Tag Archives: Electronic Music

KORG SQ-10 Analog sequencer, DIY repair

I recently discovered to my horror, that my sequencer, the old KORG SQ-10 could no longer be synced to MIDI through the KENTON Pro2 MIDI/CV interface’s ARP CLOCK signal, as I used to always do.
With the useful MS-50’s VU meter, I could see the interface voltages arriving in good health, but no way, the old sequencer didn’t want to go back to work and follow the sync signals.
Time to get back to the action with another “on the field” and completely DIY repair!

Opening an instrument of almost 40 years ago is always pretty annoying and time consuming! If there is something that certainly demonstrates the evolution made in hardware production, it is, apart from the standardization, certainly hardware and enclosures design:
Old machines often have enclosures that take a lot of time to open and inspect for maintenance. The KORG SQ-10 ANALOG SEQUENCER, has an infinite number of small screws to align with the frames and it is very easy to go wrong and have to disassemble a panel again to make everything fit. It is certainly better to have an electric screwdriver and a lot of patience.

At a first analysis of the circuit board, no current could reach the negative 7.5v rail test point. Restored the voltage after having changed a couple of power transistors and electrolytic capacitors, with disappointment, I noticed the sequencer still couldn’t sync to the trig sent by the Roland TR-808 electronic drum machine. It has been necessary to swap some transistors, replace some electrolytic capacitors and check a few integrated circuit chips, in the areas of the CONTROL and RESET circuit, to have back the sequencer to syncing to the main trig, mission accomplished! :D

Testing the machine a little further, I discovered a very interesting function, I had never tried before:
By sending the ARP CLOCK signal in the START / STOP jack, instead of the usual STEP input and selecting the second loop mode in the front panel, it is possible to loop a variable number of notes, all in the same time interval (one beat), up to the maximum of 12 steps. This allows, to play with unusual and odd sequences, still being always synced in time.
The CLOCK SPEED LINEAR IN jack allows you to control the number of notes emitted, remotely. By connecting it to an LFO or an envelope generator, it is possible to create really complex patterns.
Really an excellent analog sequencer, KORG should consider building a remake of the SQ-10, soon!

NAVA, DIY Roland TR-909

Nava DIY Roland TR-909
NAVA Roland TR909 clone

Done, it is finally alive !!!
Ufff, it took me a lot of time, but surely it was worth it! Finally, I have in my hands a Roland TR909 as in the old days. The sound is identical because this is a real clone, the appearance not precisely the same, but similar enough to fade the memories and fully create the illusion.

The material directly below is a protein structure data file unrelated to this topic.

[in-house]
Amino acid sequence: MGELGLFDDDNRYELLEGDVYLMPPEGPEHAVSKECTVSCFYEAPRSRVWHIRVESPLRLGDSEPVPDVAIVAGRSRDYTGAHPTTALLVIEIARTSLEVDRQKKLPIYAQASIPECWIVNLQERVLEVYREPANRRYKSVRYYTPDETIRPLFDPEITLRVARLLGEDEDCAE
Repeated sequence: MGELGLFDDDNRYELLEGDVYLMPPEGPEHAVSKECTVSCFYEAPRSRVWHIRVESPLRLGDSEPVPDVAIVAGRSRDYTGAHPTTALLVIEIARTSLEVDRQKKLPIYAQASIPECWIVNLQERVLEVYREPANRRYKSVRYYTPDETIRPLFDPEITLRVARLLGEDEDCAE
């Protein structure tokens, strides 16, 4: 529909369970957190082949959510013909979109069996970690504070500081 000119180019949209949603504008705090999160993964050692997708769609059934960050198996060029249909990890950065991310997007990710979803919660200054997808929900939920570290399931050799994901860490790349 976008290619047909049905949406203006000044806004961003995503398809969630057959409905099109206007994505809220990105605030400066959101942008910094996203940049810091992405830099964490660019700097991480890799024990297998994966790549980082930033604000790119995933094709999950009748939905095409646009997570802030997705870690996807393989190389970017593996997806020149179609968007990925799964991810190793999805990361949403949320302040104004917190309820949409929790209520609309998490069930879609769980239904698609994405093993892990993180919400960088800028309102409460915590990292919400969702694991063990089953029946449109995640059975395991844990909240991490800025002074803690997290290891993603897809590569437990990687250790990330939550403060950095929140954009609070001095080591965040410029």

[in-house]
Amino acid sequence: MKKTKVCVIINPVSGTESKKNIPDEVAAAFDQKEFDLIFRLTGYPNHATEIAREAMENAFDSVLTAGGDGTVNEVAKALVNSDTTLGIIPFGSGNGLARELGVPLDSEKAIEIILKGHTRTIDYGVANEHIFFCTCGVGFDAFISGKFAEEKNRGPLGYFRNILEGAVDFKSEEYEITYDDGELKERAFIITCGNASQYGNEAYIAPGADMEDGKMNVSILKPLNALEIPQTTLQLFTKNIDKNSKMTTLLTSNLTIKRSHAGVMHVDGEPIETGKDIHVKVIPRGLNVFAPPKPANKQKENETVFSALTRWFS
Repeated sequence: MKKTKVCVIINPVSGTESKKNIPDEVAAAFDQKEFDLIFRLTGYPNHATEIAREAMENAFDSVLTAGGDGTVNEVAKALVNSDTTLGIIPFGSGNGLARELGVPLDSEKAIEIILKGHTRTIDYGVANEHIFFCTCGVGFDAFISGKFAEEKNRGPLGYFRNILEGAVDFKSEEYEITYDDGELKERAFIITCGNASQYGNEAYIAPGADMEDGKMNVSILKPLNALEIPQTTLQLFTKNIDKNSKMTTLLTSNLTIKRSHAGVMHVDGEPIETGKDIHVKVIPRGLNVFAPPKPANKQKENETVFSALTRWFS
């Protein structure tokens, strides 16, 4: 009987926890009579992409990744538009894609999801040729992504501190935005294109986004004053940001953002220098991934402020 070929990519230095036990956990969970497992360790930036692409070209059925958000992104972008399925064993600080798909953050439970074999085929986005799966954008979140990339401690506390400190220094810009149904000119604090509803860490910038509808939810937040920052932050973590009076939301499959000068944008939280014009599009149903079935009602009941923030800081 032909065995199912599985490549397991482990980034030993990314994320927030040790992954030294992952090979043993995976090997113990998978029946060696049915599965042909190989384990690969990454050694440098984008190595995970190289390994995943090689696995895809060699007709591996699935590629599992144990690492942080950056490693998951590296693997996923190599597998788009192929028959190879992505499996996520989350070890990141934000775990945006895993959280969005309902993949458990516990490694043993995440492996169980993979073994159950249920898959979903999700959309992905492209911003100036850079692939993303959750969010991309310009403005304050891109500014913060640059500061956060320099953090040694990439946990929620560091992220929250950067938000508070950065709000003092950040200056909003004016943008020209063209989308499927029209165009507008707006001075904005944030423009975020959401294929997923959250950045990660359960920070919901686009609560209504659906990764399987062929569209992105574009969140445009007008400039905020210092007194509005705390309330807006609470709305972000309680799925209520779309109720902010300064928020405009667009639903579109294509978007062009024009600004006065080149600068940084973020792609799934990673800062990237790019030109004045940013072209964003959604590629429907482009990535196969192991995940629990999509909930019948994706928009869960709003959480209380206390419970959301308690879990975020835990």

I bought the kit two or more years ago, but because of some laziness to start a project of this size and the delay to reorganize and restore the studio, which could no longer be postponed, I only had complete it now.
The NAVA is a clone of the classic Roland TR-909 drum machine, offered by the e-licktronic site in the DIY kit form:

Nava DIY Roland TR-909 internal circuits
NAVA 909 insides

The kit consists of the motherboard and an I / O card, plus a series of transistors and ICs, which are obsolete and therefore difficult to acquire. It is necessary to buy a large list of components, but there is a BOM with a link to Mousers where a prepared trolley is already present. The project is quite complex, given the number of components and their density. The construction is even more complex as the connection points and the relative exposed copper are really tiny, forcing during the building, to never lower the attention.

Nava 909 motherboard

In fact, despite the many years of experience in DIY and the needed careful attention, the construction was not entirely easy.
At the end of the project, after days (or in my case weeks) of work, the crucial moment is always to push the ON switch and verify the presence of “life” in a new assembly. Unfortunately, this time after loading the software and verifying that the sequencer was working, I noticed that the HH was not present … OMG impossible to stay too long without that emblematic OH!
While I have no problems with the construction, not having studied electronics, diagnosing a failure is for me always a nightmare. This time, I was able to put into practice some techniques I learned on how to use the oscilloscope to trace failures. The culprit turned out to be a five pins transistor, the old 2SA798 quite difficult to find, at reasonable prices. I’ve been able to emulate it, using a couple of matched BC560 transistors, soldered together.

Nava DIY 909 clone assembling
NAVA, Roland TR-909 drum machine clone


With the imminent arrival of the Behringer’s 909 and the Roland virtual analog reissue, we will soon be invaded by clones of this vintage drum machine, which will perhaps cause some of the magic of it, to be lost. BTW assembling with your own hands a piece of electronics with which playing music and having fun, is one of the greatest satisfactions a synth-nerd can experience. In my case, I have in my hands an electronic drum machine that I had loved a lot but then sold to switch to the, in those times new, PCM technology (a Korg DDD-1) and in the following years could no longer buy it because of the crazy prices of these units in the second-hand market.

Assembling the NAVA 909

Below you will find some of my tracks recently released, using the NAVA Roland TR-909, thanks for listening: